A survivor testified yesterday at the genocide trial of Saddam Hussein Iraqi warplanes bombarded a Kurdish village with chemical weapons in 1987 and helicopters pursued those who fled and bombed them.
For a second day, survivors took the stand in the trial, in which Saddam and six codefendants are charged over the 1987-1988 Anfal campaign, a military sweep against the Kurds of northern Iraq in which tens of thousands were killed.
Adiba Oula Bayez described the August 16, 1987 bombardment of her village of Balisan, saying warplanes dropped bombs that spread a smoke smelling "like rotten apples".
"Then my daughter Narjis came to me, complaining about pain in her eyes, chest and stomach. When I got close, she threw up all over me," Bayez, a mother of five, said. "When I took her in to wash her face all my children were throwing up."
"Then my condition got bad, too. And that's when we realised the weapon was poisonous and chemical," she said.
Bayez said the villagers fled to nearby caves on mules, "but helicopters came and bombed the mountains".
Like many villagers she was blinded by the gas, she said. In the caves, people were vomiting blood, many had burns.
"All I knew was I was holding tight to my children," she said. "I couldn't see, I couldn't do anything, the only thing I did was scream 'Don't take my kids away'."
The villagers were taken by the military to a prison camp, and Bayez said four people in the same room as her died. On the fifth day, she pried open her swollen eyes with her fingers. "I saw my children's eyes swollen, their skin blackened," she said.
A man claiming to be a former Kurdish guerrilla, or peshmerga, also took the stand, accounting several attacks he witnessed in 1987 and 1988 - including an August 1988 chemical weapons attack on the village of Ikmala in which his brother's family was killed.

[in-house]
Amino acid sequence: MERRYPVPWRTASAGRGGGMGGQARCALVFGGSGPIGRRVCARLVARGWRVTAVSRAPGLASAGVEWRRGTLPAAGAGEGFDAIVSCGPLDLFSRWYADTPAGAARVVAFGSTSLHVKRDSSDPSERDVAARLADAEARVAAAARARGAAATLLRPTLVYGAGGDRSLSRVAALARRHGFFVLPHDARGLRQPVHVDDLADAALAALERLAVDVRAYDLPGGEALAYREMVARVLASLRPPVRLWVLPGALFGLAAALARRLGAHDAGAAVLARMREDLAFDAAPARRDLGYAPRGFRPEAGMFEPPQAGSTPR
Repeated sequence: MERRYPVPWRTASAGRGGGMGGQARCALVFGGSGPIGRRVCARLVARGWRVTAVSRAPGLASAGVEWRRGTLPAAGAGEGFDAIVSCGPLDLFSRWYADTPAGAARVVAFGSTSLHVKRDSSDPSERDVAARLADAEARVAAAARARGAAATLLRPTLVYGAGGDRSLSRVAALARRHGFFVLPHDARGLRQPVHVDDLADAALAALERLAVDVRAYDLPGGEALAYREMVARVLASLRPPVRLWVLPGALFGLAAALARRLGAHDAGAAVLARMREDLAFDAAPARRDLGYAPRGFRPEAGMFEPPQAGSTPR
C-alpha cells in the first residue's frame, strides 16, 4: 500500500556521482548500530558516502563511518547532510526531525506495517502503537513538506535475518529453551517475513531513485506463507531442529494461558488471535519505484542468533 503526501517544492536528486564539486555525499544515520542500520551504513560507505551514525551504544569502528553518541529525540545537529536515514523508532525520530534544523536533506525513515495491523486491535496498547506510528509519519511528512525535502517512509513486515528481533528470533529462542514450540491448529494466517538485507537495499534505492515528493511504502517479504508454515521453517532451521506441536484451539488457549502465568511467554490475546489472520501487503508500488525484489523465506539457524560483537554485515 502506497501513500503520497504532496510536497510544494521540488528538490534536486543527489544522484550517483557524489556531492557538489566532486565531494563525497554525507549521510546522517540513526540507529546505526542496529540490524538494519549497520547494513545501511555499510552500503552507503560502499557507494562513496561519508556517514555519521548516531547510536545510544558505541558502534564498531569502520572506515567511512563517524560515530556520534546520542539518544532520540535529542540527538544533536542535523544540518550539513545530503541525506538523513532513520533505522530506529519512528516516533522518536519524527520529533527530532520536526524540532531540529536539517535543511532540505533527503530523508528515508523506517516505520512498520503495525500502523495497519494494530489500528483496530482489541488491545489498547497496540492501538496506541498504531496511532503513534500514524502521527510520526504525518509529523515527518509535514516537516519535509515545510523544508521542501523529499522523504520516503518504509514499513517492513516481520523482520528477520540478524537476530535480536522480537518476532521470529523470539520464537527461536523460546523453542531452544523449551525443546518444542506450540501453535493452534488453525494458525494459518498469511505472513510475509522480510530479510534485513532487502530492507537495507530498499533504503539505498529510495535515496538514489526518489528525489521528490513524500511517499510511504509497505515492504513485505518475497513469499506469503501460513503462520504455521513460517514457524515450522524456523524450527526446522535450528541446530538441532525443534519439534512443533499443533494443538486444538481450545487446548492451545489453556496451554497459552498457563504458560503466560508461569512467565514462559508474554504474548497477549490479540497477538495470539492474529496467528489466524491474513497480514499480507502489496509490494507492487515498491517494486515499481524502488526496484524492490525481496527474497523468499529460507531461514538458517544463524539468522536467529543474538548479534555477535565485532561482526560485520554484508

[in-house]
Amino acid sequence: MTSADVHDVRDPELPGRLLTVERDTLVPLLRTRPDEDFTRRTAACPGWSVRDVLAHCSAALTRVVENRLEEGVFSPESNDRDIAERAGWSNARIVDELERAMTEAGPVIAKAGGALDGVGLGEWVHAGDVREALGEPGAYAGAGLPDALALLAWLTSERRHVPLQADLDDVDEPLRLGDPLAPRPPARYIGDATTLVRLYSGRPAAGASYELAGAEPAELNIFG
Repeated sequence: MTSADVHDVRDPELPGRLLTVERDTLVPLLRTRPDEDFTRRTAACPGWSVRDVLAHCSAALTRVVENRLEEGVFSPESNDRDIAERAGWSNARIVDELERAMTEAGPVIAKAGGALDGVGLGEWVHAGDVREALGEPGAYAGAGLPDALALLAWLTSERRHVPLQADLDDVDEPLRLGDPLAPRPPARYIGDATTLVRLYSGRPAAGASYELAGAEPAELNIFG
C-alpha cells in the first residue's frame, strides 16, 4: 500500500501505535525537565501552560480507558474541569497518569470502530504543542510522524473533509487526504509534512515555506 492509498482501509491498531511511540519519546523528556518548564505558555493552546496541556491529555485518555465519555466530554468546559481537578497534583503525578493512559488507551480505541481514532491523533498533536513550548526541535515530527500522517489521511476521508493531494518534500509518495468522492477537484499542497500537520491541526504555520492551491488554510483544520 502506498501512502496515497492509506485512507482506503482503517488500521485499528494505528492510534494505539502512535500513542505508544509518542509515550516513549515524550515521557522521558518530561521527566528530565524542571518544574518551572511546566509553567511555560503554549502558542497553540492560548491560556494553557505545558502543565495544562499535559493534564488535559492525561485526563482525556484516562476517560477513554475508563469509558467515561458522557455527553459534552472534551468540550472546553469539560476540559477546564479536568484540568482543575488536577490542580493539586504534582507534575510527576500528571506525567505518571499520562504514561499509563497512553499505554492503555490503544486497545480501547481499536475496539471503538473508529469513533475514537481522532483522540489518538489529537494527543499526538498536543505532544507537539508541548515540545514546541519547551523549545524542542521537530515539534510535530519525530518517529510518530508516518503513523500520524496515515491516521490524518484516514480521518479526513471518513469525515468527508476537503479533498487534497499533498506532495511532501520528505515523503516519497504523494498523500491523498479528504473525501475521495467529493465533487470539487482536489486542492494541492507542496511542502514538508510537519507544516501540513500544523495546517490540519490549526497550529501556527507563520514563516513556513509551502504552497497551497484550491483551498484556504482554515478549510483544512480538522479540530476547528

"On the ground outside their house, my brother Saleh and his son Shaaban lay dead, hugging each other, and a few yards away was my brother's wife," said Moussa Abdullah Moussa. "I can't tell you the feeling I had."
The accounts resembled those of two other survivors of the attack on Balisan and the neighbouring village of Sheik Wasan who testified on Tuesday.
The survivors are testifying as plaintiffs in the case.
Asked by the judges whom she wished to file her complaint against, Bayez exclaimed: "I complain against Saddam Hussein, Ali Hassan al-Majid and everyone in the defendants' box. May God blind them all."
Saddam and his codefendants could face hanging if convicted. Saddam and his cousin, al-Majid, a Baath Party leader who allegedly organised Anfal, are charged with genocide - considered the toughest to prove since its requires showing an intention to exterminate part of an ethnic group.
Saddam and al-Majid - who became known as "Chemical Ali" for the use of chemical weapons in Anfal - also face charges of crimes against humanity and war crimes, as do their co-defendants, most of whom are former military figures.
Saddam is still waiting for a verdict on October 16 in the first case against him - the nine-month-long trial over the killings of 148 Shias in a 1980s crackdown on the town of Dujail. In that case as well, he and seven other co-defendants could face the death penalty.